You just can’t trust anyone these days.
Least of all, according to a recently filed lawsuit in which an inmate is suing the couple he held hostage as he hid from police.
The incident occurred in September of 2009, when a man who was running from police who wanted to question him in a beating death burst into a Kansas home. The couple’s neighbors say they fed the suspect snacks and watched television with him until he fell asleep, when they took the opportunity to escape.
They filed a lawsuit against him seeking $75,000 for damages and emotional distress.
The suspect is now counter-suing for $235,000 for — get this — breach of contract. He says the couple agreed to hide him from whomever was chasing him, “most likely the police,” for an “unspecified amount of money.” He says when the couple agreed verbally, this constituted a legally binding oral contract.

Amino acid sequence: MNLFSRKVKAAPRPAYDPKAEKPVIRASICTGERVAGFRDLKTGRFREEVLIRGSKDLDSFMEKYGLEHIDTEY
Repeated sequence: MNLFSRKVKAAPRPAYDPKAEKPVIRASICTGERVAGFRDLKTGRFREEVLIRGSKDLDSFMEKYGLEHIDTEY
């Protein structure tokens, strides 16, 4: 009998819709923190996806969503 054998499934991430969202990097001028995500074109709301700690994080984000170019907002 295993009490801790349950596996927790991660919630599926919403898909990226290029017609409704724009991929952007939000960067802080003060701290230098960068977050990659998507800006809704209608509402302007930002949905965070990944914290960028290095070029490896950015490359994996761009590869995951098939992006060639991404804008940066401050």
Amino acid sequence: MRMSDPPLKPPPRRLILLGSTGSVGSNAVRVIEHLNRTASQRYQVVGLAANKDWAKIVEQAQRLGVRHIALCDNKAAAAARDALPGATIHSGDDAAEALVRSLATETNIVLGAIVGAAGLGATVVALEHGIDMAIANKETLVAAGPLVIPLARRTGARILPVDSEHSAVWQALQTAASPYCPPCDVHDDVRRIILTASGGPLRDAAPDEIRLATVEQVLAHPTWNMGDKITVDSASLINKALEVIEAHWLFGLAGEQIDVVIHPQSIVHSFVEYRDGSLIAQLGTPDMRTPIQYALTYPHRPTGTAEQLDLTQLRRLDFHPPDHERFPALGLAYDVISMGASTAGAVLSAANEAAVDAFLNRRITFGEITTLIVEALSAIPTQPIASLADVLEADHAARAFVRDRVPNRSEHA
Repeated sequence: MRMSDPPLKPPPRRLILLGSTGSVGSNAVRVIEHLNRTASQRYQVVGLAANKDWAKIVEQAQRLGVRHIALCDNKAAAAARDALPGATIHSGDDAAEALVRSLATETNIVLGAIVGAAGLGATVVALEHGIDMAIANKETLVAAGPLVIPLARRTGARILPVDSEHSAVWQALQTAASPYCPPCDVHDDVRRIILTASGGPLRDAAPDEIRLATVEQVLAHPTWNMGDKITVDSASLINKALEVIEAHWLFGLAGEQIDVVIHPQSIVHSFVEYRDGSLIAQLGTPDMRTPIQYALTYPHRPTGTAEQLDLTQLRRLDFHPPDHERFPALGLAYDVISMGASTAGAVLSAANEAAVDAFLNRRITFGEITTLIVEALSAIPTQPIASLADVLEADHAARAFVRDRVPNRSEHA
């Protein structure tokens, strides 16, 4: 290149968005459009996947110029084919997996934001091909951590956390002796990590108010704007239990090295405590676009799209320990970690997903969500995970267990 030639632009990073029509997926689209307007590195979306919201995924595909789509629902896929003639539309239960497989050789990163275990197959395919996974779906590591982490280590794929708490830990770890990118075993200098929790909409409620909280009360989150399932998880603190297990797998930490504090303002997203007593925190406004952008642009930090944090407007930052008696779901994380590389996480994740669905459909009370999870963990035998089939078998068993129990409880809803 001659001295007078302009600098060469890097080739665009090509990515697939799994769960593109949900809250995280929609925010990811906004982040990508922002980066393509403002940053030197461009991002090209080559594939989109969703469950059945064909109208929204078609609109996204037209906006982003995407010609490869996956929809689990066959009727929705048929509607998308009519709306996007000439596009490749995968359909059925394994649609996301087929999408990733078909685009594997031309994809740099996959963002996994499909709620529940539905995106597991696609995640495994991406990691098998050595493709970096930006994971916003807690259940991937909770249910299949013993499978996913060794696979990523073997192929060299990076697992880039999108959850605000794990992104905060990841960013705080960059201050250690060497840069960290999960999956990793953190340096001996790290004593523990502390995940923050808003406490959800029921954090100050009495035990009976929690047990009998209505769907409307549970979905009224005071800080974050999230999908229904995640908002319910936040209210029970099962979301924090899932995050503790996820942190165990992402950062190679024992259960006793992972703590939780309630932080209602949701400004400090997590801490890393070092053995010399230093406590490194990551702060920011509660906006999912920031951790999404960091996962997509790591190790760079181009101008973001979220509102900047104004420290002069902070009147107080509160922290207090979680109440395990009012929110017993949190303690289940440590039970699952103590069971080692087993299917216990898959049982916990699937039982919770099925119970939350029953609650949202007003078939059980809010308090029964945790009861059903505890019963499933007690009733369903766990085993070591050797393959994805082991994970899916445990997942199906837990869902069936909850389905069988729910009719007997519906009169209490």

I suspect a judge will take about three seconds to throw out his suit, citing a clear “duress” on the part of the couple. After all, a stranger had just broken into their home. That’s not exactly an ideal situation of trust in which any reasonable agreement could be entered.
This guy is serving an 11-year sentence on four felonies, including two counts of kidnapping.
If I were the judge in this lawsuit, I’d just double his prison sentence.
Just for wasting my time.
Don’t you wish that were an option?
Personally, I think that if you are guilty of committing a crime, you shouldn’t be able to recover financially from any damages incurred during the commission of the crime; in most of these cases, your “damages” are specifically the result of you doing something you shouldn’t have been doing, and indeed, didn’t have the right to be doing at the time, anyway.
Why can’t we have a law like that?